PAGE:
Madrid wants the country's 17 regions, which are responsible for providing healthcare and education services, to lower their budget deficit to 1.2 percent of gross domestic product this year from an average of 1.7 percent last year.
The reduction is crucial to Spain's campaign to lower the nation's overall public deficit and meet targets agreed with Brussels.
But Catalonia has yet to present a 2013 budget and Catalan president Artur Mas said his government would not be able to table one unless Madrid raises the deficit limit.
"If we prepare a budget based on the figure which Madrid has given us, it would mean the end of the welfare state in Catalonia," he said.
Catalonia, which accounts for one-fifth of Spain's output, has already slashed its budget deficit from 4.57 percent in 2010 to 1.96 percent.
Anger at slashed budgets for hospitals, schools and social welfare has revived the independence movement in the region, which has its own distinct language and culture and accounts for about one-fifth of Spain's output.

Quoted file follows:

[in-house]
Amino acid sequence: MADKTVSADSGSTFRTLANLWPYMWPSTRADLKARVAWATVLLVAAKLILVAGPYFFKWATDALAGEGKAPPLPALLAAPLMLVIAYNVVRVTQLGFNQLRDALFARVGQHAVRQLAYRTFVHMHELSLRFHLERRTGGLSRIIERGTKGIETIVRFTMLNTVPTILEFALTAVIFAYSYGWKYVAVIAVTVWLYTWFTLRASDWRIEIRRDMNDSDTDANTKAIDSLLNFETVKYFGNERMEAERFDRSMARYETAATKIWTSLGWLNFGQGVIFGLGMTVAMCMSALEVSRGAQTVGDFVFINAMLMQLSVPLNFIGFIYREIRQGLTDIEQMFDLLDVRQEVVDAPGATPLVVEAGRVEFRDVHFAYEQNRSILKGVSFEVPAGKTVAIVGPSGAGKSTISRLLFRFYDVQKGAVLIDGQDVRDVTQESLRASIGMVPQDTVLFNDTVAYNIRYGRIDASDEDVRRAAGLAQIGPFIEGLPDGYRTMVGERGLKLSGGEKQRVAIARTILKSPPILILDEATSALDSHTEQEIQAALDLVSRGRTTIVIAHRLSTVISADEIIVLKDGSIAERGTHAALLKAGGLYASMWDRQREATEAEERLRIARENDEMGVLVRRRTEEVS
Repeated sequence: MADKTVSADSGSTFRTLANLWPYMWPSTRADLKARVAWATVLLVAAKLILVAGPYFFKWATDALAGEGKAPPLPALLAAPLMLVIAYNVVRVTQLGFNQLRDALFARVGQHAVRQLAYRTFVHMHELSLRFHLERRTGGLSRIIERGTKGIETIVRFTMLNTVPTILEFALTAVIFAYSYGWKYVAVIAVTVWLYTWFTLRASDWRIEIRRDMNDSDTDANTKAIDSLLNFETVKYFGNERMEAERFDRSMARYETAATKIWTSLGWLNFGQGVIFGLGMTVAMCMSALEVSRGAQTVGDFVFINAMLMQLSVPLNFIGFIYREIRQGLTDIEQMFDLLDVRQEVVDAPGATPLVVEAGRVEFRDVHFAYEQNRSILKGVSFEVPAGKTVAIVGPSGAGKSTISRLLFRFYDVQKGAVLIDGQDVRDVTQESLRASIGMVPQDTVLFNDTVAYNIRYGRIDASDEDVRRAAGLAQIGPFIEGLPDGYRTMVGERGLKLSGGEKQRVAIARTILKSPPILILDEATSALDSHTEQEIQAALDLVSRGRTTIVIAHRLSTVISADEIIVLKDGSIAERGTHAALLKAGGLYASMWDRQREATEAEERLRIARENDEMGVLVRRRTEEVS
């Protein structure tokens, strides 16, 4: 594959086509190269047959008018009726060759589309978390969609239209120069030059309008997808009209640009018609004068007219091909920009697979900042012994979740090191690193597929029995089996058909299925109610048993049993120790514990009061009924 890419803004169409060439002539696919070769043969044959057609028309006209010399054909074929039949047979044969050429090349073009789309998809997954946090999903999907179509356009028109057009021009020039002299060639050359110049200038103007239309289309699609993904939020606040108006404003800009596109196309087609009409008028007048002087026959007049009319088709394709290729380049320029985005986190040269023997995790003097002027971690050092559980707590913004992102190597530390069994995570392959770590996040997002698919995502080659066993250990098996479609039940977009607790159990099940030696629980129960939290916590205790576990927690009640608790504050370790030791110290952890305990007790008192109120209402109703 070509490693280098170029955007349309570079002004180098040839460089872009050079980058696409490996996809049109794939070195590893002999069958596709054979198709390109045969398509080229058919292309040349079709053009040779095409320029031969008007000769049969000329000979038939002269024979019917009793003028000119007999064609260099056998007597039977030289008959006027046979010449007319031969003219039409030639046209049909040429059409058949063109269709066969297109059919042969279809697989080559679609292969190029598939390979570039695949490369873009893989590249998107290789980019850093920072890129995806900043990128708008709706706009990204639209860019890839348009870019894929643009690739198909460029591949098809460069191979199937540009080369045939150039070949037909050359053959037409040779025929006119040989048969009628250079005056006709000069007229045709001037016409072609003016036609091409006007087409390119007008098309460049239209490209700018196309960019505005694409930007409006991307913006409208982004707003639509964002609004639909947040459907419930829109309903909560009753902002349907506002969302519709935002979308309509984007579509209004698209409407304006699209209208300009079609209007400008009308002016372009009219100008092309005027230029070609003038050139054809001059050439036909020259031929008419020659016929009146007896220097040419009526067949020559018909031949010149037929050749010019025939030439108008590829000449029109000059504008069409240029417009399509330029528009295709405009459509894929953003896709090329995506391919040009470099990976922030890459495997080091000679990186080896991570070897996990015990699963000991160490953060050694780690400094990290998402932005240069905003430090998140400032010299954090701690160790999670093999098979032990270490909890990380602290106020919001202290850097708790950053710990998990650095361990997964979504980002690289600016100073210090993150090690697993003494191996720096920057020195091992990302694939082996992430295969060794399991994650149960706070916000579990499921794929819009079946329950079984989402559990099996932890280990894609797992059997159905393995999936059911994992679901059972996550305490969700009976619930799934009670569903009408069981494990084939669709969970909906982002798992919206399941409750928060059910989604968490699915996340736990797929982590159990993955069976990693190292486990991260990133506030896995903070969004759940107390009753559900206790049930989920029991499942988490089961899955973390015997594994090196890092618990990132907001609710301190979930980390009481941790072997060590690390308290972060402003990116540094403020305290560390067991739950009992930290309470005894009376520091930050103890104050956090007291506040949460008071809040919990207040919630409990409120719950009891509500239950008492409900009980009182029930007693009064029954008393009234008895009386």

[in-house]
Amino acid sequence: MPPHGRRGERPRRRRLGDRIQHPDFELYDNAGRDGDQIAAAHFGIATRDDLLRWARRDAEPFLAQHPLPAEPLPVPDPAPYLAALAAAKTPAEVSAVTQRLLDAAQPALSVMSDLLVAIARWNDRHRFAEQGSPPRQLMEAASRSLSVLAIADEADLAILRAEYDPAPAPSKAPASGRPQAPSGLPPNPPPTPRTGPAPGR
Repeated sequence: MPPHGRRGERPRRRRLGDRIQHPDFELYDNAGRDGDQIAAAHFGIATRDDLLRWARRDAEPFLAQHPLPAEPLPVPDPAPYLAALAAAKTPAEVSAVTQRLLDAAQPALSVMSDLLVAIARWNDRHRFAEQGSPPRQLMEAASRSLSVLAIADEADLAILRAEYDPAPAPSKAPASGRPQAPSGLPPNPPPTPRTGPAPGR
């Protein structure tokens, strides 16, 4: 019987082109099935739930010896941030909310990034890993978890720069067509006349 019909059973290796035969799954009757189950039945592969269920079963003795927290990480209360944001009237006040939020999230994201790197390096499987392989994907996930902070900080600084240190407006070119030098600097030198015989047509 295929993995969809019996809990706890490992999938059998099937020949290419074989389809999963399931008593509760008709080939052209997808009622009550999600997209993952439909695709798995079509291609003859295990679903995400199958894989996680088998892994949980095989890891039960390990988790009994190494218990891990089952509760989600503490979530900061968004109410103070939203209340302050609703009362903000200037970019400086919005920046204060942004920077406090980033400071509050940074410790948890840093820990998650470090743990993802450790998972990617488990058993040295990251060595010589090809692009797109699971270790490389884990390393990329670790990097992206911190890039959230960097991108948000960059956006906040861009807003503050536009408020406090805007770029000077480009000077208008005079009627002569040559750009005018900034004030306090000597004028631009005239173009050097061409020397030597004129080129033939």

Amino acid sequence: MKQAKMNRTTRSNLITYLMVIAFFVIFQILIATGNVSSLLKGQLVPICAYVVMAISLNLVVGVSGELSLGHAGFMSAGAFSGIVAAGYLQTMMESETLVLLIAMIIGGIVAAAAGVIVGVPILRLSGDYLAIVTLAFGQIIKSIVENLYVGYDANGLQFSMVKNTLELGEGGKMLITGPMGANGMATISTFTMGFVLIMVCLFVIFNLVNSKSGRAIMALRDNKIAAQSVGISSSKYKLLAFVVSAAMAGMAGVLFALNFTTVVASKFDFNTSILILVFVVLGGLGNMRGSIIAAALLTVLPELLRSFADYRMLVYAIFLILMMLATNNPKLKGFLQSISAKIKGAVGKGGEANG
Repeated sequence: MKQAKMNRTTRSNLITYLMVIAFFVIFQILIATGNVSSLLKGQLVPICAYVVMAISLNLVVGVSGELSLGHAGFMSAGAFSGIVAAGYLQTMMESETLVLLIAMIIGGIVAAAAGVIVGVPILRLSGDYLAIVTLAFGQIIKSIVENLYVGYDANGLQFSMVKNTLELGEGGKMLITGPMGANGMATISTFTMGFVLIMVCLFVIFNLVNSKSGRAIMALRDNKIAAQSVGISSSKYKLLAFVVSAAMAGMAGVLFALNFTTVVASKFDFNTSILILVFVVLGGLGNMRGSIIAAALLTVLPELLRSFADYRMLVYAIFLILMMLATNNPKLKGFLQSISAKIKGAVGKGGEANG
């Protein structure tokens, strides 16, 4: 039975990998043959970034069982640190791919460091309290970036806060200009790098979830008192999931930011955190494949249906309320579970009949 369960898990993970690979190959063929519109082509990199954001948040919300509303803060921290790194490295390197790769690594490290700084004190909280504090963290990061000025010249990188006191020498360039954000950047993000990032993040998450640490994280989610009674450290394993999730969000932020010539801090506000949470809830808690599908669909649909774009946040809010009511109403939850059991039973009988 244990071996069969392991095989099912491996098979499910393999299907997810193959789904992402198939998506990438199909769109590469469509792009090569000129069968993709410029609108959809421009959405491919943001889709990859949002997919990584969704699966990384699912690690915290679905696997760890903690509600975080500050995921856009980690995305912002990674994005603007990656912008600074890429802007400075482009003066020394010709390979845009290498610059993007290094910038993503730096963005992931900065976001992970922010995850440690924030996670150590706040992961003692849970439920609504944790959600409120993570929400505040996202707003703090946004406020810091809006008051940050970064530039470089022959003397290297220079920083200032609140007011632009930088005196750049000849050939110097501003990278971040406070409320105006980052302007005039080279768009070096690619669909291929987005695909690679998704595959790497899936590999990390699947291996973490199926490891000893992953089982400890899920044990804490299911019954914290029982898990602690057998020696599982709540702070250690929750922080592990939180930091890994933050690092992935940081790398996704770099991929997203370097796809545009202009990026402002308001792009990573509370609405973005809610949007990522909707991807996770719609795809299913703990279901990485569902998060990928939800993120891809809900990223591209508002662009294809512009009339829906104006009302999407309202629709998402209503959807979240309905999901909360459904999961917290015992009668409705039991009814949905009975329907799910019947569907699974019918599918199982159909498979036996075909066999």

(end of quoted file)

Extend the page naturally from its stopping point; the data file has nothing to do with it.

Mas, of the nationalist Convergence and Union alliance, warned that Catalonia "is reaching the limit of its efforts when it comes to austerity."
Brussels recently agreed to lift Spain's overall public deficit target for 2013 to 6.5 percent of output and the Catalan government argues the deficit target for the regions should be one-third this figure since they account for about one-third of public spending.
The Catalan government also argues that deficit targets should be adapted to each region's circumstances instead of the current limit set for all.
Spain's central government imposed a deficit limit of 1.5 percent for all regions last year but the result was far from uniform with some regions meeting the threshold and others falling far short.
The eastern region of Valencia for example ended 2012 with a budget deficit of 3.52 percent while Castilla–La Mancha lowered its deficit to 1.5 percent.